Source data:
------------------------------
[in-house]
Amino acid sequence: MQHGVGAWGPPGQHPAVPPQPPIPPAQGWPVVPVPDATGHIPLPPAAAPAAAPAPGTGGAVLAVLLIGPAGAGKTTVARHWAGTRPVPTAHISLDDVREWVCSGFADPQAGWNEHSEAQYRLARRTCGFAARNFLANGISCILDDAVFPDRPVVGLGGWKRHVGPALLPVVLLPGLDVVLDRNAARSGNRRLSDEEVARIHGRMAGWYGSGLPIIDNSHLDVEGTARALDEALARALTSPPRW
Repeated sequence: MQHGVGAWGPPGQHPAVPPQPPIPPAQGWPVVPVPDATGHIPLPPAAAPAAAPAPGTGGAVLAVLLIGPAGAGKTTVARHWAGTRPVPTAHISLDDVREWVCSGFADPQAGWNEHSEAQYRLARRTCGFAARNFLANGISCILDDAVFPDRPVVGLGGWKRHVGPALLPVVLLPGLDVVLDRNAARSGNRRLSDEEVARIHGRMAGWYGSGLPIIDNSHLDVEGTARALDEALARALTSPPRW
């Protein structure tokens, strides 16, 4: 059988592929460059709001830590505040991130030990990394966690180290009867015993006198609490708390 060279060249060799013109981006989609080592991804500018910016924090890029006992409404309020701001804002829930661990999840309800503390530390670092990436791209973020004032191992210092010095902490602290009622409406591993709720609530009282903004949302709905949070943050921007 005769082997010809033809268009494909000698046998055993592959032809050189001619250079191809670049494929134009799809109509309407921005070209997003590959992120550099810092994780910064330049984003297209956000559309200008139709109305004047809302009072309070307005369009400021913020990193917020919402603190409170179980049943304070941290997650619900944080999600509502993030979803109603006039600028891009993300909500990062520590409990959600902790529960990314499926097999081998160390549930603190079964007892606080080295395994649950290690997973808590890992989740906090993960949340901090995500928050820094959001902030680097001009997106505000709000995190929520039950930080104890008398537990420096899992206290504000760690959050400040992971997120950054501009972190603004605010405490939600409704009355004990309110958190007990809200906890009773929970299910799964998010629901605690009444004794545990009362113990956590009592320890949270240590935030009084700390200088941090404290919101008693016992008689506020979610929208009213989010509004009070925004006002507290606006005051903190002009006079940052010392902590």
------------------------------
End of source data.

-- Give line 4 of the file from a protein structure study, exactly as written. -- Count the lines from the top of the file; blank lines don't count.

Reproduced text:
């Protein structure tokens, strides 16, 4: 059988592929460059709001830590505040991130030990990394966690180290009867015993006198609490708390 060279060249060799013109981006989609080592991804500018910016924090890029006992409404309020701001804002829930661990999840309800503390530390670092990436791209973020004032191992210092010095902490602290009622409406591993709720609530009282903004949302709905949070943050921007 005769082997010809033809268009494909000698046998055993592959032809050189001619250079191809670049494929134009799809109509309407921005070209997003590959992120550099810092994780910064330049984003297209956000559309200008139709109305004047809302009072309070307005369009400021913020990193917020919402603190409170179980049943304070941290997650619900944080999600509502993030979803109603006039600028891009993300909500990062520590409990959600902790529960990314499926097999081998160390549930603190079964007892606080080295395994649950290690997973808590890992989740906090993960949340901090995500928050820094959001902030680097001009997106505000709000995190929520039950930080104890008398537990420096899992206290504000760690959050400040992971997120950054501009972190603004605010405490939600409704009355004990309110958190007990809200906890009773929970299910799964998010629901605690009444004794545990009362113990956590009592320890949270240590935030009084700390200088941090404290919101008693016992008689506020979610929208009213989010509004009070925004006002507290606006005051903190002009006079940052010392902590």